Performance artist Tino Sehgal's show "
This Is Progress
" opened to the press at the Guggenheim on Thursday, and to mark the occasion, the museum had stripped the walls bare. The Gugg was completely empty
except for a couple engaged in a highly choreographed makeout session in the central foyer and a few parent-child pairs milling uncomfortably around the fringes. No official explanation was provided, but on walking up the museum's spiral, the exhibit's logic started to fall into place.
Instead of being left to their own devices, viewers are quickly intercepted by an intrepid — and very cute — little kid who introduces himself and the show before inquiring about the nature of progress. From there, increasingly older docents, all of whom are dressed in street clothes, ask to hear your take on health care and government regulation. They are disarmingly earnest. Halfway up, while listening to a guy in his 30s spell out his thoughts about karma, I couldn't shake the impression that I was in a Richard Linklater movie. The core of the show is conversation, and Sehgal, a London-born artist with a background in dance and economics (go figure) puts the headspace of the Guggenheim to good use, taking the attitude of the well-behaved museumgoer as his weapon in a surprise intellectual inquiry. The overall effect is personal and fun, and has the added bonus of shaming those who like to "shush" chatterers.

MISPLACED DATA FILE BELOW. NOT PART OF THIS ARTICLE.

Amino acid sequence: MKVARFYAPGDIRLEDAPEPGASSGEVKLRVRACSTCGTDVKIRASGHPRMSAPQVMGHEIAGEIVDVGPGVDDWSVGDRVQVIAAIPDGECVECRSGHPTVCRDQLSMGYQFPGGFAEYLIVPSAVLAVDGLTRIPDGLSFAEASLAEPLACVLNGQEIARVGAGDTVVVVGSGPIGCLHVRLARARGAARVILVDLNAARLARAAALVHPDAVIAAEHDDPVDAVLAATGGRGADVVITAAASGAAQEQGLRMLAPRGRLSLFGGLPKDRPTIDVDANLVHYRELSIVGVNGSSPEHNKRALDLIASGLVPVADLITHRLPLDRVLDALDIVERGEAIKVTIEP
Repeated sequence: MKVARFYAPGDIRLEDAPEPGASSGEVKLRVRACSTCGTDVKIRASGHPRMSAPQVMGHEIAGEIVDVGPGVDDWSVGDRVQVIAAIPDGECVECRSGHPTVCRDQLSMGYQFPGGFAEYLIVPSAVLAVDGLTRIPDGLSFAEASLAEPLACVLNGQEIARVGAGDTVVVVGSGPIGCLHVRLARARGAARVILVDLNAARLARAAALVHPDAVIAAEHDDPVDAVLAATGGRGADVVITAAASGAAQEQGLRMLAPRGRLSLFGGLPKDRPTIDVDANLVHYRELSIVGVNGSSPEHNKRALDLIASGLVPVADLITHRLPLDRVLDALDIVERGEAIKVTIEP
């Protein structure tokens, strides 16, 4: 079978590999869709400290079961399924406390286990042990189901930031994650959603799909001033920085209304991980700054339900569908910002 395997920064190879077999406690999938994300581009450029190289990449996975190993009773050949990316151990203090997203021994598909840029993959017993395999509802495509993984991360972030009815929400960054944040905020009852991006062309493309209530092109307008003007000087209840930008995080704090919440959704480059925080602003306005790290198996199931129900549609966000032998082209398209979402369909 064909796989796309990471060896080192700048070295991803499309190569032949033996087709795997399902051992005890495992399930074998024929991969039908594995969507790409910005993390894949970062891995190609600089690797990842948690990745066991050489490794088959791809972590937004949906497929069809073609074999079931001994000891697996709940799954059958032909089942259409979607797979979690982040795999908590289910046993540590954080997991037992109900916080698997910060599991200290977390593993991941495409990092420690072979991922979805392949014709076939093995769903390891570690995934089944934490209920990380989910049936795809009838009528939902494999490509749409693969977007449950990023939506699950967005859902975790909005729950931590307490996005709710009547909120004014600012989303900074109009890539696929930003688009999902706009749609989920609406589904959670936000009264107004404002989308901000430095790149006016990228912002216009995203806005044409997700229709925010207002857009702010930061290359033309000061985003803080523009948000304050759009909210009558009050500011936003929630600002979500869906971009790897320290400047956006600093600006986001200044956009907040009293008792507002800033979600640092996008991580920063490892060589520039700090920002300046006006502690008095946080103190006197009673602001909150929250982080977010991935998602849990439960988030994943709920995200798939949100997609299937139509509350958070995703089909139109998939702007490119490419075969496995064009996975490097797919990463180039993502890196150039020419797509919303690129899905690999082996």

I have no idea how the exhibit's going to work when faced with normal weekend crowds, but in a best-case scenario, the show could just expand naturally — evolving from its set cast of kids, teenagers and adults into one where any visitor becomes an impromptu docent. That would be progress.
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